There are a few blogs that I read on a regular basis, written by women that I've never met, living in cities across the US. One of them is written by Emily, who can be found at her own blog, http://www.captainhambone.typepad.com/, as well as over at http://www.parents.com/.
About a year ago, Emily posted an entry about some friends of hers, who while on vacation, found out that their young daughter, baby Emily, had a brain tumor. For those of you who know me and my family you are well aware that my Father-in-law passed away after a very short battle with a brain tumor. So this story hit home, simply because of the familiarity of the situation. I was touched by their story and was drawn into their lives as they uprooted their home life in VA and moved to Boston in order to get some of the best medical care for their daughter in the hopes that they would be able to fight the tumor. Throughout their journey they posted stories, updates and pictures.
There were some days that I would be reduced to tears as I imagined how difficult their lives had become. How they were facing an upward battle and how they would be left making decisions that would keep their little girl from growing and learning the way a normal 1 year old would. Between the surgeries, the emergency procedures to eliminate unforeseen issues, the tubes, chemo and radiation...well it's hard to put my thoughts into words but anyone who is a parent can understand.
Yesterday I received an update on one of the websites that after a year of fighting, on March 28th, the family sat down with the doctors and reviewed her latest CAT scan. There was new blood vessel growth that was applying too much pressure on her brain stem. Additional chemo was out of the option due to the rapid growth, radiation would cause more swelling so that was also ruled out and although surgery would be an option to help extend her life, the risks were far too dangerous and so the family chose to bypass that route as well. The decision was made to make her comfortable and enjoy whatever time they had left with her.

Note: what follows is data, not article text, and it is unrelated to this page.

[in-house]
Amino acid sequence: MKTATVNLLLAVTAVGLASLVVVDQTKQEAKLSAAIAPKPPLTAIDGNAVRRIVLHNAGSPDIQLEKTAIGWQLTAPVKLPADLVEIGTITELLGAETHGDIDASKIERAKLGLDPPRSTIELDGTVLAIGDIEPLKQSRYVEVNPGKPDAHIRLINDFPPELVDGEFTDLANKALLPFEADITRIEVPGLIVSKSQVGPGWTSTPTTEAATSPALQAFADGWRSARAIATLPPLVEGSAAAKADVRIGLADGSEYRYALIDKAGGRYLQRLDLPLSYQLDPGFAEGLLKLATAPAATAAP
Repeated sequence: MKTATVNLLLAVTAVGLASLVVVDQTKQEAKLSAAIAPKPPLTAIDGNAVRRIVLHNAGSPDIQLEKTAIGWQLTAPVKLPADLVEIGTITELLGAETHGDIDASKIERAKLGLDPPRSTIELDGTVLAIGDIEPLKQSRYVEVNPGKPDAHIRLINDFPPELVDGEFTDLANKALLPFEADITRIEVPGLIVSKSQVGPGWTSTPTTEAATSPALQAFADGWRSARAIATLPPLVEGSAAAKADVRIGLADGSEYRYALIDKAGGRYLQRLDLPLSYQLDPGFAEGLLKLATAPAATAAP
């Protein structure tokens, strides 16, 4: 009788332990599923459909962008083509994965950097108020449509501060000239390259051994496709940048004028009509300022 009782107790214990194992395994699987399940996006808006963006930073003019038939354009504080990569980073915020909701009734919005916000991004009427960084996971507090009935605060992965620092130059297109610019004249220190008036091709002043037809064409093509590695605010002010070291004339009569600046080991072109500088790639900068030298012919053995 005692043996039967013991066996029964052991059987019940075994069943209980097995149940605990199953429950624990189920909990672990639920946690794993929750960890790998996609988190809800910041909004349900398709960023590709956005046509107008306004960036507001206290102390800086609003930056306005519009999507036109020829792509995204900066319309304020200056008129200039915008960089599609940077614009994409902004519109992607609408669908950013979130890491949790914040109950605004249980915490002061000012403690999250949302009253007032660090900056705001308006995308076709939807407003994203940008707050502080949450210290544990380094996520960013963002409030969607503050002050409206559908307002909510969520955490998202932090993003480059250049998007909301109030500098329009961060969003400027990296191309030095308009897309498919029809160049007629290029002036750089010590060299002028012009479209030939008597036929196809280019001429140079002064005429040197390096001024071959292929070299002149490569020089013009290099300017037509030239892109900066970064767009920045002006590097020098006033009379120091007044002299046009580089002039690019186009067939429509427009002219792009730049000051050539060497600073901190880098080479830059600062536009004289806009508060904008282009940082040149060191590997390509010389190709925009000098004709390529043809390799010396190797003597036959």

Yesterday, March 30, 2009, Emily's parents snuggled her with her favorite blanket, pillow and stuffed dog. Her breathing tube was removed and as she was cuddled in her mother's arms, surrounded by family and friends, she passed away. She was two years old.
As I look at my own, soon-to-be two year old who is babbling to me in his own little language from over the baby gate, I can't help but count my blessings. I'm relieved that the hardest decisions I've had to make for any of my kids are the everyday, tedious decisions such as vaccinations, what schools they should attend, they sports they'll play, how late they can stay up and how much T.V. we'll allow them. I'm grateful for the fact that I can walk over into the other room, swoop Robert up into my arms and hold him tight, right now or anytime I want. I breathe a sigh of relief that I can do the same thing when Megan and Matt get home from school.
Tonight, after they are asleep and I make that one last daily trip into their bedrooms to make sure that they are covered up for the night, I will touch their heads lightly as I kiss them goodnight and say a little prayer that I have the opportunity to do this over and over again.